Silence of the science

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A couple of articles have come out recently that I absolutely felt the need to share- anyone reading this blog has probably already seen them, but I figured I’d better highlight them just in case.

The first is a series of articles coming out of the Huffington Post, collectively called “stifling science” by Melissa Mancini. It’s very well-researched and hits all the major points on the issues.

The central page is not that simple to navigate to find parts 1-4, so I’ve summarized them here:

Part 1: A Cry for science in Canada

Part 2: How science stopped at the top of the world

Part 3: How Tories control the science message

Part 4: Science Cuts: Ottawa Views Pure Science As ‘Cash Cow,’ Critics Say

One line in part 3 really caught my eye:

“The Department of Fisheries and Oceans put out 128 news releases in 2012, compared with 243 in 2005, a decrease of 47 per cent.”

Pretty brutal. To be fair, perhaps we should know what the stats are in the intervening years and whether 2005 is consistent with previous years under the Liberal government- however, the consistency with the patterns between DFO and the other three science-based departments suggests this is not some artefact of a difference between two randomly selected years; rather, it would appear that access to federal scientists has become more restrictive under the current ruling party.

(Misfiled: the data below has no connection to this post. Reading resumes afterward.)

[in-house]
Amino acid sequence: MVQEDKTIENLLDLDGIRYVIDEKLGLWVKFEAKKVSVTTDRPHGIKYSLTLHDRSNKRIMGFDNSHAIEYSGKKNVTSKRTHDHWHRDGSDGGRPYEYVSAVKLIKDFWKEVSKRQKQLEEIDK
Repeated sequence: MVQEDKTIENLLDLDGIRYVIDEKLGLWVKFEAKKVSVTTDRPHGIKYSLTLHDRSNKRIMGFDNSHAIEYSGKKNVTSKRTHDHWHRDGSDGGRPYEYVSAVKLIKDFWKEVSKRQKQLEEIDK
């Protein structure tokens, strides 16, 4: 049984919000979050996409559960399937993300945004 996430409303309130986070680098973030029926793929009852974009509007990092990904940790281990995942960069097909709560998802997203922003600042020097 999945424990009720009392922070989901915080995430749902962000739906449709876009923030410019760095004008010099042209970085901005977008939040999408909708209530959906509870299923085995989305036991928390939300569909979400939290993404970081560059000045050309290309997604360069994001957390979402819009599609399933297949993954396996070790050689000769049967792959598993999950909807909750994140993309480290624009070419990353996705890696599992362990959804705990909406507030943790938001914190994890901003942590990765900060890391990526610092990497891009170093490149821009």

The second is an article by Jonathon Gatehouse in Maclean’s magazine, entitled “When science goes silent“. I particularly liked the following passage:

“To call the current environment ‘dysfunctional’ would not be overstating things,” one federal scientist, who asked to remain anonymous for fear of repercussions, told Maclean’s. “Your bosses are only ever following marching orders, so people are made to feel that there’s no use in complaining because we are so far away from the level at which decisions are made that there’s no hope our concerns will ever make it anywhere.”

Okay, that’s not (by far) the best quote in the piece, but let’s just say I’m partial to it.

The article is very comprehensive, and very much worth the read.

It would seem that Suzanne Legault will have her hands full over the next few months; I look very much forward to her findings.

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